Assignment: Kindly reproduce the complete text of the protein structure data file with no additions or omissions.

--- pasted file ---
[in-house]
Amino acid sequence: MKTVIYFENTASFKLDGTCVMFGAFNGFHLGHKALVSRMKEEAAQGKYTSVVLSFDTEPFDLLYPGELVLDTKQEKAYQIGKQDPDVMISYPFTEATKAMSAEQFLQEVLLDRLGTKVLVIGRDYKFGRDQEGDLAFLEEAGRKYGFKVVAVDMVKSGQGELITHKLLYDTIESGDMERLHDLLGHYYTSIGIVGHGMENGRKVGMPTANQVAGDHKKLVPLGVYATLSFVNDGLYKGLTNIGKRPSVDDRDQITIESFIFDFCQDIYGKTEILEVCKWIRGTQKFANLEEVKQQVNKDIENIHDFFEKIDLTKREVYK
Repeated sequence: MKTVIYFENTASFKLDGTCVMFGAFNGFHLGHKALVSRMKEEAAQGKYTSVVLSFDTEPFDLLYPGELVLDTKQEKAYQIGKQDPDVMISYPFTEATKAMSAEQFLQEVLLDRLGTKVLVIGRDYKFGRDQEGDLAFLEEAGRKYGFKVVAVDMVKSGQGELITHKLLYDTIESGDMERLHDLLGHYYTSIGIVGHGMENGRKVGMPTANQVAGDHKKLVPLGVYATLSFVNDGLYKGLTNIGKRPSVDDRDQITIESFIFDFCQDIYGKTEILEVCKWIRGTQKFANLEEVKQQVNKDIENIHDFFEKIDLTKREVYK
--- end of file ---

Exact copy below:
[in-house]
Amino acid sequence: MKTVIYFENTASFKLDGTCVMFGAFNGFHLGHKALVSRMKEEAAQGKYTSVVLSFDTEPFDLLYPGELVLDTKQEKAYQIGKQDPDVMISYPFTEATKAMSAEQFLQEVLLDRLGTKVLVIGRDYKFGRDQEGDLAFLEEAGRKYGFKVVAVDMVKSGQGELITHKLLYDTIESGDMERLHDLLGHYYTSIGIVGHGMENGRKVGMPTANQVAGDHKKLVPLGVYATLSFVNDGLYKGLTNIGKRPSVDDRDQITIESFIFDFCQDIYGKTEILEVCKWIRGTQKFANLEEVKQQVNKDIENIHDFFEKIDLTKREVYK
Repeated sequence: MKTVIYFENTASFKLDGTCVMFGAFNGFHLGHKALVSRMKEEAAQGKYTSVVLSFDTEPFDLLYPGELVLDTKQEKAYQIGKQDPDVMISYPFTEATKAMSAEQFLQEVLLDRLGTKVLVIGRDYKFGRDQEGDLAFLEEAGRKYGFKVVAVDMVKSGQGELITHKLLYDTIESGDMERLHDLLGHYYTSIGIVGHGMENGRKVGMPTANQVAGDHKKLVPLGVYATLSFVNDGLYKGLTNIGKRPSVDDRDQITIESFIFDFCQDIYGKTEILEVCKWIRGTQKFANLEEVKQQVNKDIENIHDFFEKIDLTKREVYK